I know it seems like such a basic thing to most homesteader/prepper types, but I haven’t identified as either of these for very long so this business of dehydrating and storing food I’ve grown is a new adventure for me!
It was rainy yesterday (melting all our snow!) and there just wasn’t much to do since I didn’t feel like getting any more wet and muddy than necessary after already finding a muddy mess waiting for me in the form of seven very dirty pups who wanted to jump on me outside and mud puddles forming in the poultry pens, right where I have to walk (of course).
So I came in, vowed not to go back out until either the snow returned or spring came and decided it would be a good day to do something with all the potatoes we harvested from our garden that I have stored down in our little root cellar (aka the dark, cool space under the stairs).
I’d kept quite a few potatoes in a burlap sack down there and to my surprise they were still just as fresh as the day we dug them up, but I know that isn’t going to last forever so I thought dehydrating and then vacuum sealing them would be a good way to store them for long term.
I don’t want all our hard work to go to waste!
Dehydrating them wasn’t hard, but it was a bit more work than I expected. I learned quickly from my research that you can’t just slice them and pop them into the dehydrator. There are a couple steps you have to take first.
Step One: Peeling and citric acid wash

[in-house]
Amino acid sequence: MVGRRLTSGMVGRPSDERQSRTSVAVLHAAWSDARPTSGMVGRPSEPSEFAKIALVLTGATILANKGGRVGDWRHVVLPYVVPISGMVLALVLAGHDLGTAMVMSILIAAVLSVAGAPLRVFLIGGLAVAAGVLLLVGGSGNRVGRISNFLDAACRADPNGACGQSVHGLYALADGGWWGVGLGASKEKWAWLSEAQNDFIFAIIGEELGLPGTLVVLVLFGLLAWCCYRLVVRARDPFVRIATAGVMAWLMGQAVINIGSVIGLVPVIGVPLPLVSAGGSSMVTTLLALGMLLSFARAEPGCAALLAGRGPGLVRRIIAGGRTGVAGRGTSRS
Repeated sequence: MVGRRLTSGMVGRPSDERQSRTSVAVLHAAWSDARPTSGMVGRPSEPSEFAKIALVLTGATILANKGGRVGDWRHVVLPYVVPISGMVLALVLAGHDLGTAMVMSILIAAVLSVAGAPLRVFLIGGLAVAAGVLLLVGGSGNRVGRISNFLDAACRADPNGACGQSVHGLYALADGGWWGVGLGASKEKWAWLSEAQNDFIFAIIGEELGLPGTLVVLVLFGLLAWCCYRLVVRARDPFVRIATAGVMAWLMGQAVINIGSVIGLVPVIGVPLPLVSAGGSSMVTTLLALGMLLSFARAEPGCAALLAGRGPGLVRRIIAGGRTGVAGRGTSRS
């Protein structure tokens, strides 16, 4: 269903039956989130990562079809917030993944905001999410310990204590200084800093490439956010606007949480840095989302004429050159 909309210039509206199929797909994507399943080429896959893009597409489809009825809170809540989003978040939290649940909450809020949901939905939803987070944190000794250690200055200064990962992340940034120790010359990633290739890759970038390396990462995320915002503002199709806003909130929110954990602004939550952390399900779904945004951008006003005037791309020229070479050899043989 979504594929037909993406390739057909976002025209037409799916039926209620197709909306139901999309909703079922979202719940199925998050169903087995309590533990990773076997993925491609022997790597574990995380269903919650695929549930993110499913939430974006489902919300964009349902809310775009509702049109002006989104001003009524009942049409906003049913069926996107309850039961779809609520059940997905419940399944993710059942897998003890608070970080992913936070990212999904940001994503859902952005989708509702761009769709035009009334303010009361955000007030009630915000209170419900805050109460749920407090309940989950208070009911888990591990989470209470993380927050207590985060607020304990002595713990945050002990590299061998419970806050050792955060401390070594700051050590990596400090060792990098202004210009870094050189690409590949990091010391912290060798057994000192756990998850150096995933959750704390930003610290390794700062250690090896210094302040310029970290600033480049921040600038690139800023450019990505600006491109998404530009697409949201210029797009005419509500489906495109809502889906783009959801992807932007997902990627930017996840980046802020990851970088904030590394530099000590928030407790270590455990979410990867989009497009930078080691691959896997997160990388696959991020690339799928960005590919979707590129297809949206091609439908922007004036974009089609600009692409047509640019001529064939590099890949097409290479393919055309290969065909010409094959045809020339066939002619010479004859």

I chose to peel mine, mostly because when I go to reuse them I prefer them to not have peels for things like mashed and au gratin potatoes.
I picked just a few out that were relatively the same size, trying to guess how many would fit into my little dehydrator.
Once I peeled them, I put a quarter teaspoon of citric acid into some cold water (to keep them from turning brown) and put my slicer right over the top of the bowl to make it easier.
I peeled one and sliced it immediately before moving onto the next. It’s hard to see, but there were three potatoes sliced into the water there.
By the time I got to the top of the water, I was up to six potatoes total and figured that was a good amount to work with.
Step Two: Blanching and rinsing
Next, I needed to blanch them for about 5 minutes, because that’s what everyone who knows how to do it says to do it. Since I’m no expert, I trust they know what they’re talking about!
I actually put the water on to boil just before starting the peeling and slicing, which was perfect timing as it was ready to go when I was ready to pop them in.
Five minutes later and they were firm but blanched, so I drained them with a strainer and then rinsed them off in cold water, as I was instructed to do.
Once that part was finished I made sure not to dry them off, as per all the tutorials I read.
Next, they went into the dehydrator.
Step Three: Dehydrate and wait
Once I filled all the trays, I was just left with some that had broken up into small bits and pieces, so I fed those to the doggos.
I set it to 135F and let it run for ten hours, as suggested. Well, actually it was longer than that since I put them in in the evening and slept in, so it was more like 12 hours (but who’s counting?!).
When I checked after the time was up, here’s what I found.
Well first, I found it had snowed overnight (yay!). So no muddy mess today (yay again!).
I also found the potatoes were juuust perfect and ready to be vacuum sealed and put away.
Each dehydrator load is enough for one meal for us, so that’s good. I do wish I had a bigger unit than this to work with but it will do. For now.
Today I might try dehydrating shredded potatoes instead of sliced but since neither of us are big hash brown fans, I don’t know if I’ll bother.